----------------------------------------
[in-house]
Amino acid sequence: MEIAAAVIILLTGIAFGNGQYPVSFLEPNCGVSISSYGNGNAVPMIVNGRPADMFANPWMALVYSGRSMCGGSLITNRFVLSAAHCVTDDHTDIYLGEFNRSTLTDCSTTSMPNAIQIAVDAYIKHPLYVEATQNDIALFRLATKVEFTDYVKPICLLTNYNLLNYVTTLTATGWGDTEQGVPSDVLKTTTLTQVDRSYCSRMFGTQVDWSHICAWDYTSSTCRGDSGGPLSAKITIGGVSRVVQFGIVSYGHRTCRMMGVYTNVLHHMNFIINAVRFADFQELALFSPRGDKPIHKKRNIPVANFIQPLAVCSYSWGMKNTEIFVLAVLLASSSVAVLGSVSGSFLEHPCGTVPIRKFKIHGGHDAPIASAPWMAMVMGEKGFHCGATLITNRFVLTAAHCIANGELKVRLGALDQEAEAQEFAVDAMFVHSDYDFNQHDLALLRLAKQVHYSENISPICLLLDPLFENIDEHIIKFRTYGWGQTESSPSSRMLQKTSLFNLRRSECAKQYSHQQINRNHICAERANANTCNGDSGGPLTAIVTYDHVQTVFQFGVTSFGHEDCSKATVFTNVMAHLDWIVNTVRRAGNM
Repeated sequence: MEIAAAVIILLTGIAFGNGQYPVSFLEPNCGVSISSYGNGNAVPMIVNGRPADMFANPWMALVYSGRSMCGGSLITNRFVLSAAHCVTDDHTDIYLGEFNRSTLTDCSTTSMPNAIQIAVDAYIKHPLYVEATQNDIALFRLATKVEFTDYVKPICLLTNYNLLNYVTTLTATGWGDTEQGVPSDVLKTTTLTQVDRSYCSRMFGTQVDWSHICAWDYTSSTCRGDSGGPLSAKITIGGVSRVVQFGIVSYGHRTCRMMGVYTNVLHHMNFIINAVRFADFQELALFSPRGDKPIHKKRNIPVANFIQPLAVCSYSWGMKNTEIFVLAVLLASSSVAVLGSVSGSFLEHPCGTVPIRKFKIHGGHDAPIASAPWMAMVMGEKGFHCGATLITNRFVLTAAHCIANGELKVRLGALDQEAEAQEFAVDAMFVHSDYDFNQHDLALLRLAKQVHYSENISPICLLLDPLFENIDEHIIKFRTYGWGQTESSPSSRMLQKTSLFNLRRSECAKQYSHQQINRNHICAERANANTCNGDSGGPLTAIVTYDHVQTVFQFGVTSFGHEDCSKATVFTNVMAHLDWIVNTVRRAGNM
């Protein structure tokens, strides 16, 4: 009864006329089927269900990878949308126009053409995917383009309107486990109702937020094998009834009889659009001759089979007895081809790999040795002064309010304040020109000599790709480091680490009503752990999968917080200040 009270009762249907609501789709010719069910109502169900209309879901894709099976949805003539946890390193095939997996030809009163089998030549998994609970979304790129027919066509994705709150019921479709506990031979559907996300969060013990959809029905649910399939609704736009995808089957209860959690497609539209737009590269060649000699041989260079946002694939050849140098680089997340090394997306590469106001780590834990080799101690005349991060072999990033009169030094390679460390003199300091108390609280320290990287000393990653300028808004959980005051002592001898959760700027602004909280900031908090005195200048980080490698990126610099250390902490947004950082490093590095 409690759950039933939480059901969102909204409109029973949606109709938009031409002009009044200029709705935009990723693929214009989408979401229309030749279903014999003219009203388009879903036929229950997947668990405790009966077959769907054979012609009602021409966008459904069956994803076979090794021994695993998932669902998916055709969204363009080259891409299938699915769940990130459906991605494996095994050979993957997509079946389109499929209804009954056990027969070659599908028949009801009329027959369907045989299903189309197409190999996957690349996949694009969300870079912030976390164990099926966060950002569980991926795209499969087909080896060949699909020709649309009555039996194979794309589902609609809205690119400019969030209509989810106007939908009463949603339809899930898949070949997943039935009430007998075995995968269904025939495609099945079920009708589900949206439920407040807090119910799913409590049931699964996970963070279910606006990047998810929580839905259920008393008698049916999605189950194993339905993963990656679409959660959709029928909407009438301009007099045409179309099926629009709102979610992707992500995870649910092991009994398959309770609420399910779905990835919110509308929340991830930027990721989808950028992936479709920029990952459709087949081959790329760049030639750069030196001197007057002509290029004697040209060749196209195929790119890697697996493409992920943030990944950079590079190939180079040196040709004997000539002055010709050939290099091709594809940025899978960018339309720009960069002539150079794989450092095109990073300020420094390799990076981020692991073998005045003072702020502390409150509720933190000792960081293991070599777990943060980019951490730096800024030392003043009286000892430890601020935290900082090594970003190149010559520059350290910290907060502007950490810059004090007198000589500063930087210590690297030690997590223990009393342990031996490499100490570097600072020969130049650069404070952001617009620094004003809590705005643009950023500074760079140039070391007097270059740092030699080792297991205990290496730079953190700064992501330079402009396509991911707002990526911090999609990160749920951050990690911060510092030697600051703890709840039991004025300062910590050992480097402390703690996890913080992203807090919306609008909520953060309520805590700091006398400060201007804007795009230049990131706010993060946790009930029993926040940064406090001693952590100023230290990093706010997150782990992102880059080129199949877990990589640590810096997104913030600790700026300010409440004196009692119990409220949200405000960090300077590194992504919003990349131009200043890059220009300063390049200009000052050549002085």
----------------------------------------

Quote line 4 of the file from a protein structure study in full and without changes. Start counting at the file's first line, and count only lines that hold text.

């Protein structure tokens, strides 16, 4: 009864006329089927269900990878949308126009053409995917383009309107486990109702937020094998009834009889659009001759089979007895081809790999040795002064309010304040020109000599790709480091680490009503752990999968917080200040 009270009762249907609501789709010719069910109502169900209309879901894709099976949805003539946890390193095939997996030809009163089998030549998994609970979304790129027919066509994705709150019921479709506990031979559907996300969060013990959809029905649910399939609704736009995808089957209860959690497609539209737009590269060649000699041989260079946002694939050849140098680089997340090394997306590469106001780590834990080799101690005349991060072999990033009169030094390679460390003199300091108390609280320290990287000393990653300028808004959980005051002592001898959760700027602004909280900031908090005195200048980080490698990126610099250390902490947004950082490093590095 409690759950039933939480059901969102909204409109029973949606109709938009031409002009009044200029709705935009990723693929214009989408979401229309030749279903014999003219009203388009879903036929229950997947668990405790009966077959769907054979012609009602021409966008459904069956994803076979090794021994695993998932669902998916055709969204363009080259891409299938699915769940990130459906991605494996095994050979993957997509079946389109499929209804009954056990027969070659599908028949009801009329027959369907045989299903189309197409190999996957690349996949694009969300870079912030976390164990099926966060950002569980991926795209499969087909080896060949699909020709649309009555039996194979794309589902609609809205690119400019969030209509989810106007939908009463949603339809899930898949070949997943039935009430007998075995995968269904025939495609099945079920009708589900949206439920407040807090119910799913409590049931699964996970963070279910606006990047998810929580839905259920008393008698049916999605189950194993339905993963990656679409959660959709029928909407009438301009007099045409179309099926629009709102979610992707992500995870649910092991009994398959309770609420399910779905990835919110509308929340991830930027990721989808950028992936479709920029990952459709087949081959790329760049030639750069030196001197007057002509290029004697040209060749196209195929790119890697697996493409992920943030990944950079590079190939180079040196040709004997000539002055010709050939290099091709594809940025899978960018339309720009960069002539150079794989450092095109990073300020420094390799990076981020692991073998005045003072702020502390409150509720933190000792960081293991070599777990943060980019951490730096800024030392003043009286000892430890601020935290900082090594970003190149010559520059350290910290907060502007950490810059004090007198000589500063930087210590690297030690997590223990009393342990031996490499100490570097600072020969130049650069404070952001617009620094004003809590705005643009950023500074760079140039070391007097270059740092030699080792297991205990290496730079953190700064992501330079402009396509991911707002990526911090999609990160749920951050990690911060510092030697600051703890709840039991004025300062910590050992480097402390703690996890913080992203807090919306609008909520953060309520805590700091006398400060201007804007795009230049990131706010993060946790009930029993926040940064406090001693952590100023230290990093706010997150782990992102880059080129199949877990990589640590810096997104913030600790700026300010409440004196009692119990409220949200405000960090300077590194992504919003990349131009200043890059220009300063390049200009000052050549002085």